DBT for Teens: Teaching Distress Tolerance, Emotion Regulation, and Interpersonal Effectiveness
- When teaching distress tolerance to adolescents, it’s helpful to first stabilize acute symptoms through concrete, practical crisis management skills, such as distraction, self-soothing, and improving the moment, before teaching more abstract skills, such as radical acceptance.
- When teaching emotion regulation to adolescents, it’s helpful to focus on physical self-care, mindfulness of emotions, and opposite action.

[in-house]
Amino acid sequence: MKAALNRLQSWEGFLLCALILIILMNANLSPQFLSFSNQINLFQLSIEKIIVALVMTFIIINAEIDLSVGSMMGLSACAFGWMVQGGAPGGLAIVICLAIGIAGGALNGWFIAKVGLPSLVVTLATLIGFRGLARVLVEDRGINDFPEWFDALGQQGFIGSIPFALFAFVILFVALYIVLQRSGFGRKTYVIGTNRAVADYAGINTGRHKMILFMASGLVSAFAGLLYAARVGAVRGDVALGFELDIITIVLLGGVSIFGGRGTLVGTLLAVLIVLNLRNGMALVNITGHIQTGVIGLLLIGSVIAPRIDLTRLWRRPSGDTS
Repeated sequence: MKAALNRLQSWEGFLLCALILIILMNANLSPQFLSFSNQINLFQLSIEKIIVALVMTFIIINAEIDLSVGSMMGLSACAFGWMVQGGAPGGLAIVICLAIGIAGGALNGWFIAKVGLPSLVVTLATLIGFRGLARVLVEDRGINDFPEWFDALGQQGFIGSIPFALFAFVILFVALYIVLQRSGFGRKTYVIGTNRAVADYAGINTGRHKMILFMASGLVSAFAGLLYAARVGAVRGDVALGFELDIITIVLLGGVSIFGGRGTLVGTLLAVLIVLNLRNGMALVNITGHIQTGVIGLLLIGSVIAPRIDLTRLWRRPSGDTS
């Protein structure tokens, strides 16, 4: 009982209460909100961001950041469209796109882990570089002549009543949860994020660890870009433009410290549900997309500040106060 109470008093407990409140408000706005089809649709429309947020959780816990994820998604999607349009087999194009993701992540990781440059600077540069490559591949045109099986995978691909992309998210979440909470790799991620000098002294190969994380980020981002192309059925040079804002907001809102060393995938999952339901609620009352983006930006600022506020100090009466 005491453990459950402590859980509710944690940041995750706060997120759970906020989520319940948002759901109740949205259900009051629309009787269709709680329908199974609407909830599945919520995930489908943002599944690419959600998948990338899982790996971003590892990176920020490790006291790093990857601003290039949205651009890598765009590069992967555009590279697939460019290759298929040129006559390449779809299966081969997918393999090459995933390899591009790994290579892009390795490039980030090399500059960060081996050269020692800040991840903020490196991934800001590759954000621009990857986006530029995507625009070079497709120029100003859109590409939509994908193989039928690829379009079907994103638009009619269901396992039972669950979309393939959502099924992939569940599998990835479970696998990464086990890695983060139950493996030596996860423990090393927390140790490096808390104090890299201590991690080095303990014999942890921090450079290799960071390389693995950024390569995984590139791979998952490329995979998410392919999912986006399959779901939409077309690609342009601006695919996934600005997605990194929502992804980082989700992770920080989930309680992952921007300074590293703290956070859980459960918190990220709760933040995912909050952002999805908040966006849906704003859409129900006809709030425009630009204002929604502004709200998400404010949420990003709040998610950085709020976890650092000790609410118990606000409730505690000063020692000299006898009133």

Physical self-care helps clients understand how eating, sleeping, exercise, and symptoms all affect mood states. Mindfulness of emotions helps clients learn to allow their emotions instead of trying to avoid or escape them. Opposite action helps clients learn healthier ways of acting on problematic urges.
- When teaching interpersonal effectiveness to adolescents, it’s helpful to use the DEAR MAN skill for assertiveness, the GIVE skill for maintaining relationships, and the FAST skill for self-respect.
Interpersonal effectiveness especially needs to focus on boundary setting: boundaries with peers, boundaries with social media, and boundaries with emotions.